Galleria Paolo Bonzano – Rome
November 16 – 20, 2006
For the occasion of his first solo gallery exhibition, Alessandro Piangiamore created his own wall text that announced the title of the show: Sfidando la veritÃ con la gravitÃ (Challenging truth through gravity). But rather than a conventional typeface neatly adhering to the wall, the text was sculpted as a set of three-dimensional cement letter blocks balanced seemingly precariously on a thin pipe that ran over the central archway under which the spectator would pass. By the time I viewed the exhibition (towards its end) with Piangiamore, two of the concrete letters had fallen from the metal tightrope above and lay as injured sediment on the floor below.
According to the artist, one of the letters had originally been installed on the ground while the second met its fate during the course of the show. With both of us standing below the text, and with me fearing a possible bump on the head, I asked Piangiamore whether the text had ever been physically attached to its support. Summoning his recollection, and after a deliberately emphatic pause, he met my gaze with a worried stare: "Ma non so, cara," ("But I don’t know, dear"). And I laughed.
Piangiamore’s own sense of play resonates in his art where his research occupies the space of tension somewhere between humor and fear, movement and stasis, nature and artifice. By revealing the multiplicities of meaning within his aesthetic constructions, Piangiamore engages the spectator in a contemplation of his or her own identity as subject.
Within his two-dimensional compositions, photography, text, and the printed image visually reference sources of pleasure and cultural advancement only to negate the certainty of such possible outcomes. In a set of two photographs entitled Horizon, the viewer is invited into a scene of tranquil relaxation on a beach only to be confronted with a distorted horizon line that would make such participation impossible. In the montage, The Dark Side of the Moon, a banner with the logo for Google takes the place of the flag announcing man’s arrival onto the moon; with the knowledge that this footprint could be a fraud, the viewer is invited to regard sources of information and the authorities behind them with a similar attitude of question. In another work, Self Portrait, that reads, "THE VALUE OF THIS WORK OF ART IS GIVEN BY ITS BEING, ITS SELF-IMAGE IS ITS OWN MEANING.," Piangiamore solicits the viewer as the visual icon of the captioned image by means of a reflective black surface similar to that of a photographic negative. As surface becomes a stage documenting the viewer’s participation, however, the source of such "value" and "meaning" oscillates between the pre-existing value given by the work itself and that imposed by a subject/consumer/purchaser whose "self-image" unites with the work by means of the reflection.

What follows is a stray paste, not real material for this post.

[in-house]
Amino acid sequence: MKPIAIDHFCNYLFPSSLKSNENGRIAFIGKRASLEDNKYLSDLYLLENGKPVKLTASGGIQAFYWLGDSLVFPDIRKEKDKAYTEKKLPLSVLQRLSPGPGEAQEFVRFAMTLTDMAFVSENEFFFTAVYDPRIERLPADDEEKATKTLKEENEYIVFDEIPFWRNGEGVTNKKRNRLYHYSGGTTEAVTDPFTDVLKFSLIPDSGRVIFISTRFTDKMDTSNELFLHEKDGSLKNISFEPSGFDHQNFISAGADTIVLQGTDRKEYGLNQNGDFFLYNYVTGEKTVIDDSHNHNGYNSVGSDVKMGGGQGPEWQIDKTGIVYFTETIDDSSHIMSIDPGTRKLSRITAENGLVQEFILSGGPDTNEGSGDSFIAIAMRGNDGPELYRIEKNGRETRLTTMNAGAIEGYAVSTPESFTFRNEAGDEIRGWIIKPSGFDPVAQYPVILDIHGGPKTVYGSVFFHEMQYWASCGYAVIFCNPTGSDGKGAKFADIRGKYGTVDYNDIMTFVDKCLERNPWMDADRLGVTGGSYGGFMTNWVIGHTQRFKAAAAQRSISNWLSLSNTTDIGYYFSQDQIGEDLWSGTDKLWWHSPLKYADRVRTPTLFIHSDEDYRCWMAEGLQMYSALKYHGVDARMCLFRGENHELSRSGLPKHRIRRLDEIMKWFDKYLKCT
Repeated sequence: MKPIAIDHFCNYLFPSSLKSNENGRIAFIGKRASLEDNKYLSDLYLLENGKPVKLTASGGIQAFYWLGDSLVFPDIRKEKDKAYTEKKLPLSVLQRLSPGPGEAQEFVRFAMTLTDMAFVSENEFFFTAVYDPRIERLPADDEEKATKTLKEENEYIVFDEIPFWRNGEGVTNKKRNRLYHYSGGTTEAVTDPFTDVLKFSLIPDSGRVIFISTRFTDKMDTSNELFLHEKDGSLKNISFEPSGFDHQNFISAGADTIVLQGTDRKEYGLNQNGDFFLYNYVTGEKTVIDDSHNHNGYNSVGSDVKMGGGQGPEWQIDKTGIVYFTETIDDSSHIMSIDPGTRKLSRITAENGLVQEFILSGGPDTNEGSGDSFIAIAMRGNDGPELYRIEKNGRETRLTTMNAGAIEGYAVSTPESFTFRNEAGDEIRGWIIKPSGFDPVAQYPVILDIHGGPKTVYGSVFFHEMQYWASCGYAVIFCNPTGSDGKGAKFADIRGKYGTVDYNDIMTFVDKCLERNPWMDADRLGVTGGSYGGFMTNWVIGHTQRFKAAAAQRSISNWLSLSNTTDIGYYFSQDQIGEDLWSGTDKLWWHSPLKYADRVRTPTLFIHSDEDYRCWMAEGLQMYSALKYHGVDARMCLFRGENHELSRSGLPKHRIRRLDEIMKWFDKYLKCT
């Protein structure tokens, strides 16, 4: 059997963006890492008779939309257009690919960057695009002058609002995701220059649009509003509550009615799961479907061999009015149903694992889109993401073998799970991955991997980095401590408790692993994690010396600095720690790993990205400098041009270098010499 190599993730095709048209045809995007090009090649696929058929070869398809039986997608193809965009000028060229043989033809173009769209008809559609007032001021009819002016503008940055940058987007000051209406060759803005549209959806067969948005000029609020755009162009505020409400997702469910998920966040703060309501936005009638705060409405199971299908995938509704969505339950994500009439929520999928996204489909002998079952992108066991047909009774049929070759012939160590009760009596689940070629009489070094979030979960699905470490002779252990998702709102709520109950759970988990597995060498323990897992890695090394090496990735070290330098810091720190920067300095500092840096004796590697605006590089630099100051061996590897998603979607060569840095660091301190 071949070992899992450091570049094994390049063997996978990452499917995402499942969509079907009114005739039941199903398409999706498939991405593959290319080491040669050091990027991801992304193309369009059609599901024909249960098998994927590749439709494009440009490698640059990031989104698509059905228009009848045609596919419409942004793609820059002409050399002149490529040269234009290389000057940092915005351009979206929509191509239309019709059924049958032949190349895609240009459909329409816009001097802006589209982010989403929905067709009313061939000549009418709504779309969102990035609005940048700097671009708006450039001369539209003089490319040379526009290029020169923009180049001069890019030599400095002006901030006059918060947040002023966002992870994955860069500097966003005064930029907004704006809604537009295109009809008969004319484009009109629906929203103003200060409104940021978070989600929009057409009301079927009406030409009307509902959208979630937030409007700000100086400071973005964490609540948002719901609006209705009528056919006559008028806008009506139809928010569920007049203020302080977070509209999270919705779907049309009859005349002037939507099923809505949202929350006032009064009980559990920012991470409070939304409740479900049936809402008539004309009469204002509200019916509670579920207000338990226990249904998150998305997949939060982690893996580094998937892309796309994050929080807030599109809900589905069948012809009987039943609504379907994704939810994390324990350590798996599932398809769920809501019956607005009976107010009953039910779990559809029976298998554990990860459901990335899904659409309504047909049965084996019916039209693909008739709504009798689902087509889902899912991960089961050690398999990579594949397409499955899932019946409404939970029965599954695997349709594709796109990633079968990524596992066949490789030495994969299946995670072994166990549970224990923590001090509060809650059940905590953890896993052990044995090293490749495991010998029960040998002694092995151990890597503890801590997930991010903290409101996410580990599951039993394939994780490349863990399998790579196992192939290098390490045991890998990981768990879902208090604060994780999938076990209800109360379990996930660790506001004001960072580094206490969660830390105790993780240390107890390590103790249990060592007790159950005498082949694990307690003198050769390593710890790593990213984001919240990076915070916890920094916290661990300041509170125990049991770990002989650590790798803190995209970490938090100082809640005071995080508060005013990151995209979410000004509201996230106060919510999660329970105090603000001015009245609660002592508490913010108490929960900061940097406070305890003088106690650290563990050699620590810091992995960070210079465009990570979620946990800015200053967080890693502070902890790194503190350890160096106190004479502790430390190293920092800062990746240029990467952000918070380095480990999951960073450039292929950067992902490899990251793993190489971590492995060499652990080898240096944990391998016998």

The photograph is again referenced in Piangiamore’s overt homage to Duchamp’s With My Tongue in My Cheek
However, where Piangiamore’s skill as an artist, inventor, and thinker might synthesize best is in his construction of a popcorn machine whose Pop art hardware and dependence on the intersection of three walls contribute to the double-meaning of the work’s title, "Popcorner." Referencing Pop through the assemblage of readymades–a trio of red, blue, and yellow bulbs–while at the same time echoing the research of Arte Povera, the heat emanated by intensity of the lights (here an electric source of energy) under a glass surface causes the effect of a microwave. Exposed to the heat, a heap of uncooked corn kernels (a staple food product) threatens to burst into its pop-cultural alter ego: the buttery sweet, movie-going snack of popcorn whose smell is already detected in the air surrounding the machine. The delicate stasis of the kernels is disrupted when the temperature becomes too hot; the machine erupts as the glass pops, causing the popper to dislodge from its corner. It is at the moment of this rupture that the surface once bearing a subtle reflection of the onlooker’s downward gaze both cracks and fragments. And the self-image returned to its beholder is reflected, refracted.
 See Rosalind Krauss’s discussions of photograph as icon and index and the relationship between caption image in Krauss, Rosalind, "Notes on the Index: Part 1," in The Originality of the Avant-Garde and Other Modernist Myths, London: MIT Press, 1996, p. 203-205.